The monitoring component will provide valuable data for the City and others across the country. In addition to understanding green infrastructure’s effectiveness to control Combined Sewer Overflows (CSOs) and improving water quality, monitoring it will provide insight into conflicts with local codes and ordinance, social-economic benefits, construction techniques, associated cost, and maintenance practices.

    The plan stresses that it is an evolutionary document, referring to it as an “adaptive management” approach. The approach involves evaluation of the strategy throughout the life of the project based on their experiences and data gathered through the monitoring efforts. While green infrastructure may not be the predominant tool of choice at this point, the longer-term nature of the plan provides the opportunity to adjust its course as confidence increases in green infrastructure. The City’s plan can become more green overtime as it builds upon its successes.

    Fairly or unfairly, like many pilot projects much rests on the success of the Marlborough Neighborhood Pilot Project. Many, both locally and nationally will be watching it with great interest. Failure of such a high profile project could significantly set back the growth of green infrastructure as the stormwater management tool of choice. Therefore, it is critical it is done to the highest standards possible. The project will serve as an example for those involved in stormwater planning and design to have full confidence and understanding of the complexities of utilizing natural systems. Natural processes are complex making them more difficult to quantify. A paper prepared in 2007 by the Center for Neighborhood Technology titled “Managing Urban Stormwater with Green Infrastructure: Case Studies of Five U.S. Local Governments”, identified the lack of performance data as a barrier to green infrastructure implementation. The more research we do and data we collect the better off we will all be.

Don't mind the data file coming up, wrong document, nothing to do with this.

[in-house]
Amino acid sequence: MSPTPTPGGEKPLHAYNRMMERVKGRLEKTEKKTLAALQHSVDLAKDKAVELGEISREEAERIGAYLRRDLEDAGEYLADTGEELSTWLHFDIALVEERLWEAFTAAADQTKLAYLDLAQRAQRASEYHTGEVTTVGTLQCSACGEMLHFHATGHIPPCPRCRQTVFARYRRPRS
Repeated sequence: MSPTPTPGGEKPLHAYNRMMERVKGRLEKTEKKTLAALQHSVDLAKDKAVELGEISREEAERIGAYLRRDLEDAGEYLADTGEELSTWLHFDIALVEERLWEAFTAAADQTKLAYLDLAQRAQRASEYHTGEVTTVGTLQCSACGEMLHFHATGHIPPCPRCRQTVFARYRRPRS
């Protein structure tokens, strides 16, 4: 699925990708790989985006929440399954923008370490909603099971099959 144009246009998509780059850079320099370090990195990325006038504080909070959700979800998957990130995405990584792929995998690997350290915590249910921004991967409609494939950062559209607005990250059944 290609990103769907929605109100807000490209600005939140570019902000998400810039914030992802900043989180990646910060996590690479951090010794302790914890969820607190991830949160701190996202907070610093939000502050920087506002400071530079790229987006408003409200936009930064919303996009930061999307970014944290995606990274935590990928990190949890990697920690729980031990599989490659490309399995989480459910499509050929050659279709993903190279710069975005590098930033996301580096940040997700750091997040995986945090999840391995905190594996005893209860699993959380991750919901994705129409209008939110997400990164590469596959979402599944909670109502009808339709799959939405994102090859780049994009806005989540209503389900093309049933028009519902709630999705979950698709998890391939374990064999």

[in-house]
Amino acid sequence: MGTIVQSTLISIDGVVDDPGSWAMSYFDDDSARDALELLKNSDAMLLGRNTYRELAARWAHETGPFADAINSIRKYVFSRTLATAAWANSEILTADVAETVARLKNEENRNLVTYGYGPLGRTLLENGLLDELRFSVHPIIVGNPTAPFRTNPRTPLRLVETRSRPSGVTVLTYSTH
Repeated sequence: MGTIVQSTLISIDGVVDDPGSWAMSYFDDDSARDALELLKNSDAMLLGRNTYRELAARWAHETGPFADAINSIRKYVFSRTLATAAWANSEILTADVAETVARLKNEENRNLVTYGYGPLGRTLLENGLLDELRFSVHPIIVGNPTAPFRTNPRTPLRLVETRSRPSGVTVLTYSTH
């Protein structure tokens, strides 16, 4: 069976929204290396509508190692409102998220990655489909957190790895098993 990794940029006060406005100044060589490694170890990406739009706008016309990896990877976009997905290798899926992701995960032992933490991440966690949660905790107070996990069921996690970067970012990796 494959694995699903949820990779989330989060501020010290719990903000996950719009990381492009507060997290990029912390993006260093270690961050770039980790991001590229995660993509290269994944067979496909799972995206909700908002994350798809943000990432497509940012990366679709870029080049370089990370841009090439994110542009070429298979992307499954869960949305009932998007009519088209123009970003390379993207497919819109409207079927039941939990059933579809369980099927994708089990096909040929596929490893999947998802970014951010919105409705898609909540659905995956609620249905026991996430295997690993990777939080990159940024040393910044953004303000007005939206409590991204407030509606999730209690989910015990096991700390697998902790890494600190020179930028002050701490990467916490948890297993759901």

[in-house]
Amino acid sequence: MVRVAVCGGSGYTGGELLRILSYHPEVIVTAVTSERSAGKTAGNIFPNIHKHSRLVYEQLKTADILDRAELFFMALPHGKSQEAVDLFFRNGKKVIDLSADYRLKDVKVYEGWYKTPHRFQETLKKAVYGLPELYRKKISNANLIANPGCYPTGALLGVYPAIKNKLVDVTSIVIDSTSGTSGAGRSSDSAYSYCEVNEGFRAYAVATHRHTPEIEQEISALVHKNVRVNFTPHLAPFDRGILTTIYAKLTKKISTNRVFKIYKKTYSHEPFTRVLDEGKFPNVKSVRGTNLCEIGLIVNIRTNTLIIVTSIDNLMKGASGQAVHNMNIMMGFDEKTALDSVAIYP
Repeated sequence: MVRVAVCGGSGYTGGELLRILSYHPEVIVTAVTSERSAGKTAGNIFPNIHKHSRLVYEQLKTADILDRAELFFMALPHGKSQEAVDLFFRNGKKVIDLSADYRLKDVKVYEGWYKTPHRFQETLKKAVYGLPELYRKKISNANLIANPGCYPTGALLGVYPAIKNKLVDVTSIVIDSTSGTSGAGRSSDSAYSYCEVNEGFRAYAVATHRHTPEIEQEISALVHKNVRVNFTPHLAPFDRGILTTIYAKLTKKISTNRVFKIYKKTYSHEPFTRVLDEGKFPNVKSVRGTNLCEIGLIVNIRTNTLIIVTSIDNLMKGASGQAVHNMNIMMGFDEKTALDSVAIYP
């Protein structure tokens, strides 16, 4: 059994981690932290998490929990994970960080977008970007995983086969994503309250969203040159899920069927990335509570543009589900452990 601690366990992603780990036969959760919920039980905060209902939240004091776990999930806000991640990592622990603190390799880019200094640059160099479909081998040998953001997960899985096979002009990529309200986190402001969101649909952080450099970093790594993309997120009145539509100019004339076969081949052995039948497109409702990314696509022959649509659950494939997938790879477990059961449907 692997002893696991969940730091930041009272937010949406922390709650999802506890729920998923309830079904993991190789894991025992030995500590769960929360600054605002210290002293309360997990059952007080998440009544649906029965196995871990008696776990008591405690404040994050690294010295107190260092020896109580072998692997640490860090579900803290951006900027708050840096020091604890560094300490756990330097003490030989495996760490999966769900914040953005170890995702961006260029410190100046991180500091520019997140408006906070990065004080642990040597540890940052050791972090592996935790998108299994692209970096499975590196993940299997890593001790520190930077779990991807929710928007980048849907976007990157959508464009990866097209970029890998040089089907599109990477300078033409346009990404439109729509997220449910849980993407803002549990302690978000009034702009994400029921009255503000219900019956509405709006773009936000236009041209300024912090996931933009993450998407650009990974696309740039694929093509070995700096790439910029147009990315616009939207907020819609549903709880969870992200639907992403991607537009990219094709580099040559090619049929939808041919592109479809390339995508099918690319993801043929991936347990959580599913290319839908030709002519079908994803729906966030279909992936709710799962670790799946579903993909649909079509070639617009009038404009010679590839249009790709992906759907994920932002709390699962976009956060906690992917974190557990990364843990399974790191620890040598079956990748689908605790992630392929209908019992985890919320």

I anticipate this will be a successful demonstration of green infrastructure. It is exciting to see another city embrace green infrastructure on such a large scale. We will all eagerly await the results and follow its realization. Construction is expected to start soon.

    -Brian Phelps